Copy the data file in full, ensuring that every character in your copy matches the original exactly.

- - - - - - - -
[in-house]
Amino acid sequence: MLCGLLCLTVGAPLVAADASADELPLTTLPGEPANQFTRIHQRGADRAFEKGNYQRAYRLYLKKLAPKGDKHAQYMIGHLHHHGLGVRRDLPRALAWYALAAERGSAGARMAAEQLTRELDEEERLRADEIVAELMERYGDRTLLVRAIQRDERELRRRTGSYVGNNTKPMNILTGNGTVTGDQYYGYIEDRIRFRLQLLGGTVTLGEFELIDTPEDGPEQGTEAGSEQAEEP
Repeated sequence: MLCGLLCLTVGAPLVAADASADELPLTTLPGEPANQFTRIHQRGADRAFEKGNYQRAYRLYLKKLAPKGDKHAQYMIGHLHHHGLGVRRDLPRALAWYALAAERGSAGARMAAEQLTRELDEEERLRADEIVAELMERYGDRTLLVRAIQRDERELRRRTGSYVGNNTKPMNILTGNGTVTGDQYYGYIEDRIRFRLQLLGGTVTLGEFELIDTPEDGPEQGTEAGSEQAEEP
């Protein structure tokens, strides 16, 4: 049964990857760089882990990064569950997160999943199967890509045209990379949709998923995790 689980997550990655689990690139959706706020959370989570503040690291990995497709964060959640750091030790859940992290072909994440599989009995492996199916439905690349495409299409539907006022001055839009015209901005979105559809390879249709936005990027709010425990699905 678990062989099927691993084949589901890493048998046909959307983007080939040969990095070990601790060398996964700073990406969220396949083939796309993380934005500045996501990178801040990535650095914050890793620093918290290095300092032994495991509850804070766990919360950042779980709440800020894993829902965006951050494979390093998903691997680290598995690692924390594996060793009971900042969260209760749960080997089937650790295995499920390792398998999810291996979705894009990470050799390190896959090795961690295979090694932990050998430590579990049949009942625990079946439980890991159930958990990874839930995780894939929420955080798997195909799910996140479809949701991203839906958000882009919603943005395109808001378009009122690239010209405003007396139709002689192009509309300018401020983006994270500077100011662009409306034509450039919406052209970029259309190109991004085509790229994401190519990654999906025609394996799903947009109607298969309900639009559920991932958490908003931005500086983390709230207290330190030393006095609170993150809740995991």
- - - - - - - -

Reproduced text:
[in-house]
Amino acid sequence: MLCGLLCLTVGAPLVAADASADELPLTTLPGEPANQFTRIHQRGADRAFEKGNYQRAYRLYLKKLAPKGDKHAQYMIGHLHHHGLGVRRDLPRALAWYALAAERGSAGARMAAEQLTRELDEEERLRADEIVAELMERYGDRTLLVRAIQRDERELRRRTGSYVGNNTKPMNILTGNGTVTGDQYYGYIEDRIRFRLQLLGGTVTLGEFELIDTPEDGPEQGTEAGSEQAEEP
Repeated sequence: MLCGLLCLTVGAPLVAADASADELPLTTLPGEPANQFTRIHQRGADRAFEKGNYQRAYRLYLKKLAPKGDKHAQYMIGHLHHHGLGVRRDLPRALAWYALAAERGSAGARMAAEQLTRELDEEERLRADEIVAELMERYGDRTLLVRAIQRDERELRRRTGSYVGNNTKPMNILTGNGTVTGDQYYGYIEDRIRFRLQLLGGTVTLGEFELIDTPEDGPEQGTEAGSEQAEEP
């Protein structure tokens, strides 16, 4: 049964990857760089882990990064569950997160999943199967890509045209990379949709998923995790 689980997550990655689990690139959706706020959370989570503040690291990995497709964060959640750091030790859940992290072909994440599989009995492996199916439905690349495409299409539907006022001055839009015209901005979105559809390879249709936005990027709010425990699905 678990062989099927691993084949589901890493048998046909959307983007080939040969990095070990601790060398996964700073990406969220396949083939796309993380934005500045996501990178801040990535650095914050890793620093918290290095300092032994495991509850804070766990919360950042779980709440800020894993829902965006951050494979390093998903691997680290598995690692924390594996060793009971900042969260209760749960080997089937650790295995499920390792398998999810291996979705894009990470050799390190896959090795961690295979090694932990050998430590579990049949009942625990079946439980890991159930958990990874839930995780894939929420955080798997195909799910996140479809949701991203839906958000882009919603943005395109808001378009009122690239010209405003007396139709002689192009509309300018401020983006994270500077100011662009409306034509450039919406052209970029259309190109991004085509790229994401190519990654999906025609394996799903947009109607298969309900639009559920991932958490908003931005500086983390709230207290330190030393006095609170993150809740995991």